How was the terrain and topography of The Crazies unique?

Ninety-percent of my snowboarding has been in the high sierra, which is this super vast place. It’s been a solid ten years of exploring there and I’m still going to major drainages for the first time. 

So in that context The Crazies are this small, stacked, square range. 

But what stands out with them is how tightly stacked they were, we could move through them pretty quickly and get on some pretty big peaks and aspects. In the Sierras you’re lucky to climb a peak in a day.

This being your only journey for the film, did it make you push harder or seek more lines?

I go out and just do the snowboarding I want to do. There’s logistics of cameras, but at the heart of it I’m a snowboarder that wants to go ride a bunch of fun stuff. What I did on this trip I would have approached it the same with or without cameras. That’s the approach I’ve always taken with filming.

Last year the Crazies had a record breaking amount of snowfall, which was one of the main catalysts for venturing into the zone.  Ben Gavelda photos.

What did you learn from this trip, and from this past season?

Well, my snowboarding is really based around riding new things. I’ve had my head down trying to figure out these blank spots on the map in the Sierra, and it was cool to go to a new mountain range with that same approach I have at home and just see how effective it is. The fact that you can tour and tent high up in the mountains and be comfortable enough to stay out for days allows for some really amazing snowboarding. This focus that I’ve had is really working and I’m finding it travels well to other ranges. 

The dream to go into a range that I’d only seen from a distance and get epic riding was the highlight of the winter.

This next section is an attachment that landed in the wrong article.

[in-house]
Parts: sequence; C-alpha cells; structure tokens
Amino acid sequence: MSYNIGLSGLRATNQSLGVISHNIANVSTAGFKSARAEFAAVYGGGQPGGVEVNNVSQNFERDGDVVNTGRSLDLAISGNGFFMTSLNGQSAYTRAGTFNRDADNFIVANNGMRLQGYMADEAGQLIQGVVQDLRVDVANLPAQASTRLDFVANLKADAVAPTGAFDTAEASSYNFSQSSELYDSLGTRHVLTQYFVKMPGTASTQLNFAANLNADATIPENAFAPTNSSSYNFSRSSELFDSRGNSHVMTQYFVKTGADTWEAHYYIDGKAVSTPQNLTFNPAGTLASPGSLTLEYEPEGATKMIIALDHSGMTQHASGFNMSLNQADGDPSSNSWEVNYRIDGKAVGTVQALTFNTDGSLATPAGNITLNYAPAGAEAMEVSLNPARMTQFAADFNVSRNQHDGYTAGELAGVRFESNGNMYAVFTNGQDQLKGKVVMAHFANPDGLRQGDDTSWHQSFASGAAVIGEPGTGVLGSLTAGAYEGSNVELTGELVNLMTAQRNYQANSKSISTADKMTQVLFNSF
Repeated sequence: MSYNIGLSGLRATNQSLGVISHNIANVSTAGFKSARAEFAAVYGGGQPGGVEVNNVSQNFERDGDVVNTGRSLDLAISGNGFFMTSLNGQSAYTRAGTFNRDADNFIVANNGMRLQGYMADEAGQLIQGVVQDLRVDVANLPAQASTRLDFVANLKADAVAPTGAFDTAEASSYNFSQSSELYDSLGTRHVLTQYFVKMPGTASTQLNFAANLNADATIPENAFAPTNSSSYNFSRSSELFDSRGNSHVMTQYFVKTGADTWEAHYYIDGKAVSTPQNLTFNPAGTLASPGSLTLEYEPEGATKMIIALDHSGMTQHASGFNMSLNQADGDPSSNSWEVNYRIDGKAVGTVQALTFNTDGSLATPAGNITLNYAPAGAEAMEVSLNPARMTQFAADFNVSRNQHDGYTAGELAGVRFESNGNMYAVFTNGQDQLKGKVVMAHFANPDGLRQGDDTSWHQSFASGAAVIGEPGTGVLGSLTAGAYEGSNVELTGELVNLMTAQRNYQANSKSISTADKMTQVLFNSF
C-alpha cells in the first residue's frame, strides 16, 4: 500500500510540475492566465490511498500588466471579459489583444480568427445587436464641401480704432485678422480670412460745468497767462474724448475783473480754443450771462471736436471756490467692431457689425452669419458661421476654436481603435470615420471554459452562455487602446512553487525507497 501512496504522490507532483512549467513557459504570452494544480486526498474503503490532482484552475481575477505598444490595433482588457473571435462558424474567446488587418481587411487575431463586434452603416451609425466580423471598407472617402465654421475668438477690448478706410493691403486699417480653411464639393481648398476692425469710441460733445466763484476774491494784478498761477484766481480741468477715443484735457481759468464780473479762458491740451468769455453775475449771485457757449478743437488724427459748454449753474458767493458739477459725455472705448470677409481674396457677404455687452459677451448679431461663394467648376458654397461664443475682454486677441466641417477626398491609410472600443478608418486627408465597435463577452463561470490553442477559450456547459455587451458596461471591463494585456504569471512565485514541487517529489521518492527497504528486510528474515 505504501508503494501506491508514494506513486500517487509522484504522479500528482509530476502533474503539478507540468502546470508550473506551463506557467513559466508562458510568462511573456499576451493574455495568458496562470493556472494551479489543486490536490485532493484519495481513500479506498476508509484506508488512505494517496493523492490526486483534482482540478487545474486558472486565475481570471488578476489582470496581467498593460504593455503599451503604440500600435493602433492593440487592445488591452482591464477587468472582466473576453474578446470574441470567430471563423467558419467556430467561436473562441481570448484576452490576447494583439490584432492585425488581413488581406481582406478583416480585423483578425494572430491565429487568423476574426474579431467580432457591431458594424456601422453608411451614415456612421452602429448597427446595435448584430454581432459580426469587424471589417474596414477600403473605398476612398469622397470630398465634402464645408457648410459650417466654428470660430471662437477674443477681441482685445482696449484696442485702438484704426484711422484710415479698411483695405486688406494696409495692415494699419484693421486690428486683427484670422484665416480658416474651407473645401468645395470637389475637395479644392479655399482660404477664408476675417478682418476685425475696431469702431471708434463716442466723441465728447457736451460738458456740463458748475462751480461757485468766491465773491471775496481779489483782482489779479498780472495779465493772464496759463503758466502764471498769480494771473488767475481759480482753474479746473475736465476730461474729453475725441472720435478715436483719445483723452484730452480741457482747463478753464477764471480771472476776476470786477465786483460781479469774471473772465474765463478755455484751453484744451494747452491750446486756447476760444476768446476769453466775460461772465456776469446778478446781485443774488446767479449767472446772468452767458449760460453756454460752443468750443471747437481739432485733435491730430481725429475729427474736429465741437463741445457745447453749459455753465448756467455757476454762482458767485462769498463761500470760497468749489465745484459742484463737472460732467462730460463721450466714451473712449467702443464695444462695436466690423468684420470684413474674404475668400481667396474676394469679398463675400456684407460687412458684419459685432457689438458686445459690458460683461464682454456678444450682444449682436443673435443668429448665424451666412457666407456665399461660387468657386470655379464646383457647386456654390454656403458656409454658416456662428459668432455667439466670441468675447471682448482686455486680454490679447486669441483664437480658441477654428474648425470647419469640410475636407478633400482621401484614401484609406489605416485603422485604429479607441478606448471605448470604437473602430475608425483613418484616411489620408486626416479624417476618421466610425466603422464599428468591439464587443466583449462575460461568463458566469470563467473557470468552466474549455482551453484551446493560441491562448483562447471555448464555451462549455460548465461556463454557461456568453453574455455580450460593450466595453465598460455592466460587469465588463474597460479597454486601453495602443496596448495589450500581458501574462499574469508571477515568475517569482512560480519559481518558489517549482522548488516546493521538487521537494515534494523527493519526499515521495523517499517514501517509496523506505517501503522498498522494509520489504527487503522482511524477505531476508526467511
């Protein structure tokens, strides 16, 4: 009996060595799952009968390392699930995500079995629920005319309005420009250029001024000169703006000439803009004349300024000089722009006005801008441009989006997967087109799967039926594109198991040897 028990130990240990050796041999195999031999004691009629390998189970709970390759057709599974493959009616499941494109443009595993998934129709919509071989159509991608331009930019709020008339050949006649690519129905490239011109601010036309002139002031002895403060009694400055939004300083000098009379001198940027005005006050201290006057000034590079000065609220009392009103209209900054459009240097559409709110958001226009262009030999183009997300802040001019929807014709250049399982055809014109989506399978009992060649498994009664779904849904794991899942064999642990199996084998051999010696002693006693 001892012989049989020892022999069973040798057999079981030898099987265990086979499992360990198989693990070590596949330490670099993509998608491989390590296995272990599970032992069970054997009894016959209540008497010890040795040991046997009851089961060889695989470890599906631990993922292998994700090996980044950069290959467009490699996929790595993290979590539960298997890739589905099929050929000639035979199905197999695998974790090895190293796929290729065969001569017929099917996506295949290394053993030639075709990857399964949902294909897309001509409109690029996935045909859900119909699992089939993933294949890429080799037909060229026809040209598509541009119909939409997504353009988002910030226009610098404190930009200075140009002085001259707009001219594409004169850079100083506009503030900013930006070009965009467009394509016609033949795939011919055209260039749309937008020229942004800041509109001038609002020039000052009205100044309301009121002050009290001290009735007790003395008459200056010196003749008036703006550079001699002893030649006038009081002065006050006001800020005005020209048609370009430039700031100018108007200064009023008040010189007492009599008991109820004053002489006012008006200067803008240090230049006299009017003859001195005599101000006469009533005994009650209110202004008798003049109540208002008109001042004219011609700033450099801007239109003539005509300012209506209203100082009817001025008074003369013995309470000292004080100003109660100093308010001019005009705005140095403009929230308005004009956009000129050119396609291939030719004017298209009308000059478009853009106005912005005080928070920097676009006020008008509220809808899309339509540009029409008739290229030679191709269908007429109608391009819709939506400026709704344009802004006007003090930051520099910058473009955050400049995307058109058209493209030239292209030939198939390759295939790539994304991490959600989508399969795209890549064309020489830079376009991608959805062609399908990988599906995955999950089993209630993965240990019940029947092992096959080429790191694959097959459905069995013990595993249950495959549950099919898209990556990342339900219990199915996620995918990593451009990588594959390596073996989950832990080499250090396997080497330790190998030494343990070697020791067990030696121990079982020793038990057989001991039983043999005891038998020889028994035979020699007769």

It left me feeling like it’s time to take this approach to different ranges across the west.

What are the crucial things you’ve learned from snowcamping over the years?

Figuring out exactly what you need and what you don’t need in terms of gear. And the key to it all is you have to be well fed and be able to sleep through the night. Being warm and comfortable at night so you can get a good night sleep is huge, and you can’t be starving out there either. If you can do these two things you can wake up every day feeling pretty fresh and ready to charge and repeat day after day after day.

Ben Gavelda photo. 

Why is spring riding the Super Bowl for you?

The spring is what I consider the “super bowl” because it’s when the days are longer, you’re generally dealing with a simpler snowpack, and trying to catch these spring squalls of 10-12 inches of snow so it’s a way safer scenario. It’s a time to get deeper into these mountains and get on bigger faces. To do that in December, January or February the snowpack is so complex and so dangerous that I don’t really look at big lines at that time of year. Occasionally you get an incredible snow cycle where some things can happen. But the only way to get all-day strong, like dark-to-dark strong, is through all winter of putting in long days. Come spring legs are strong, days are long and there’s simpler snowpack.

What’s it like being in a film with your nephew?

It surreal and it’s awesome. It’s really cool watching this next generation, whether it’s my kids or my brother’s kids, come up and it’s been pretty natural. In terms of Kai we knew really early that this kid had a special love for skiing. Obviously he’s a great athlete, but at the heart of it is this love for skiing. Every year I spend Christmas break with my brothers and their families so I’ve been with Kai ever since he first got on snow and have watched him progress. It’s been a real natural progression. Its been wild to watch, but also really natural. The hype is real, the kid is gifted and he’s driven and committed to it. I'm saying what was more bizarre was being in an avalanche class with him. He read all the books and was really on point with all that stuff. It’s really happening and I see it with my kids. 

It’s gone quickly from just taking the kids to the mountain to them becoming my riding partners.